AFP Board of Directors Spotlight: Monica Grant, CFRE
To help you get to know the members who will be representing you on the 2024 AFP Board of Directors, we asked our 5 new members to share with us background on their career paths, their advice for the profession, and their goals for their time on the board.
In this Member Spotlight, we interviewed Monica Grant, CFRE, the chief resource development officer for the Channel Islands YMCA, which includes eight Y branches from Camarillo to San Luis Obispo, CA. She has over thirty years of experience as a nonprofit and development professional and over twenty years of management experience with the YMCA.
Q: How did you start your career in the fundraising profession and what led you there?
A: I started in nonprofit work as a program and camp director for the YMCA in the San Francisco (East Bay) Area. The Y is an organization that exposes and engages a wide range of staff and volunteers to their fundraising program. I was one of those “odd” people who really loved doing that, especially making calls during phone nights for our campaign. At some point, I got burnt out on the job rigors and schedule of being a program director, so I decided to pursue fundraising more professionally. At the time, the Y didn’t have many development positions open, so I pursued my fundraising career through some other organizations and eventually came back to the Y.
Q: When and why did you decide to become an AFP member and how did you become a volunteer?
A: I became active in AFP as a member when I lived and worked in Honolulu, HI. There was an active chapter for the entire state. I started by leading some chapter trainings and then got recruited for the board.
Q: What is one skill you think is invaluable as a fundraising leader?
A: Perseverance! The reality is that if you are the lead fundraiser in an organization, you are not only building loyal relationships for the organization, but you are also (usually) required to be a change agent in shifting practices and organizational cultures. All aspects of the job require a long view and willingness to stay the course.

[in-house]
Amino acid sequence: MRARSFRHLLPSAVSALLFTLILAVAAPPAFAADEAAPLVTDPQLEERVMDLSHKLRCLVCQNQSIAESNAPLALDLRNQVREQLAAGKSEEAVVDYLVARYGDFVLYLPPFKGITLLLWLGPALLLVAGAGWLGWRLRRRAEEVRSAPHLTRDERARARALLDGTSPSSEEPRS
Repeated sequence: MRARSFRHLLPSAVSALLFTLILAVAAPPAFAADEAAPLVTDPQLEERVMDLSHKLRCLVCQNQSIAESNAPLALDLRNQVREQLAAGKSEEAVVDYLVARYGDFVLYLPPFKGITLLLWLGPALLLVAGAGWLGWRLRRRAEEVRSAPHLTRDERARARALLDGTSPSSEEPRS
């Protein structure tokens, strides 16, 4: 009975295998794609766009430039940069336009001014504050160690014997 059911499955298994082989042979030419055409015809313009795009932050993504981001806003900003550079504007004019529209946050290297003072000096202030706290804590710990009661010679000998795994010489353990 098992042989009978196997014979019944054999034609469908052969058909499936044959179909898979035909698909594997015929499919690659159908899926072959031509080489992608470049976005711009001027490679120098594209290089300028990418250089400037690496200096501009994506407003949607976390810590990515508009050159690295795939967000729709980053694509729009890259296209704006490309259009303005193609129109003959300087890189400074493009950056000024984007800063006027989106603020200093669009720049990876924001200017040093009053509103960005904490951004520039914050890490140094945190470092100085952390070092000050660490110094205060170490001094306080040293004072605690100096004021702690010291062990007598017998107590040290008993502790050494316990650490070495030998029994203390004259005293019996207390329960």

Q: What is your favorite word? (only one word) How has this word influenced or inspired your career?
A: “ENERGY”. There is nothing passive about nonprofit work or nonprofit fundraising. Physics applies to an organization’s ability to engage and motivate others internally and externally. Creating and leveraging energy for your work is critical – in my experience, people respond to leaders who create an energetic spark and take actions that inspire and motivate others.
Q: What professional accomplishment are you most proud of?
A: I was a fundraising CEO for the YMCA in my local county in San Luis Obispo, CA for nine years. While it was challenging work, it was incredibly fulfilling to get to be the boss who understood and practiced philanthropy freely in an organization. We were able to build a fundraising program, shift our organizational culture and grow a strong fundraising board. The impact was great community engagement, a strong case, and a fiscally strong organization.
Q: In your opinion, what is the biggest challenge facing the nonprofit fundraising profession today?
A: I think the biggest challenge today is similar to what it has always been – a landscape that is continually changing and evolving, vs our (and nonprofit leaders’) ability to see and adapt to those changes. One (big) example is a level of denial regarding the changing demographics in most communities and the need to shift our approaches to include and engage a broader range of supporters.
Q: What is one goal you have for your time on the AFP board?
A: I think there is much for me to learn and absorb before zeroing on one particular goal, but areas that I am passionate about and feel I may be helpful in supporting AFP are around helping local chapters feel more connected to AFP Global, helping promote strategies to engage and support new/emerging (diverse) fundraisers and donor relations staff, and training curriculum.
Q: What advice do you have for other fundraising professionals, or people interested in getting into the field?
A: Leverage your strengths and natural talents and partner with others to support the areas that you don’t excel. Work smart, not just hard. Be hungry – for knowledge, advice, different approaches…
Monica Grant, CFRE, is the Chief Resource Development Officer for the Channel Islands YMCA association, which includes eight Y branches from Camarillo to San Luis Obispo. She is the former CEO of the San Luis Obispo County YMCA (2013- 2022). Monica has over twenty years of management experience with the YMCA, including the YMCA of Honolulu, where she served as Vice President for the island-wide association. She has over thirty years of experience as a nonprofit and development professional, including work with UC Santa Cruz, The Nature Conservancy, United Way, and Sierra Club. She has a BS in Recreation Administration, an MS in Organizational Leadership, a Certificate in Organizational Development Consulting, and a Certificate in DEI. Monica has served on the boards of the Association of Fundraising Professionals, SLO County as Past President, the San Luis Obispo Chamber of Commerce and Sierra Vista Regional Medical Center. She has presented at AFP ICON and national YMCA conferences. She lives in Arroyo Grande with her wife, Colleen Murphy and son, Angelo.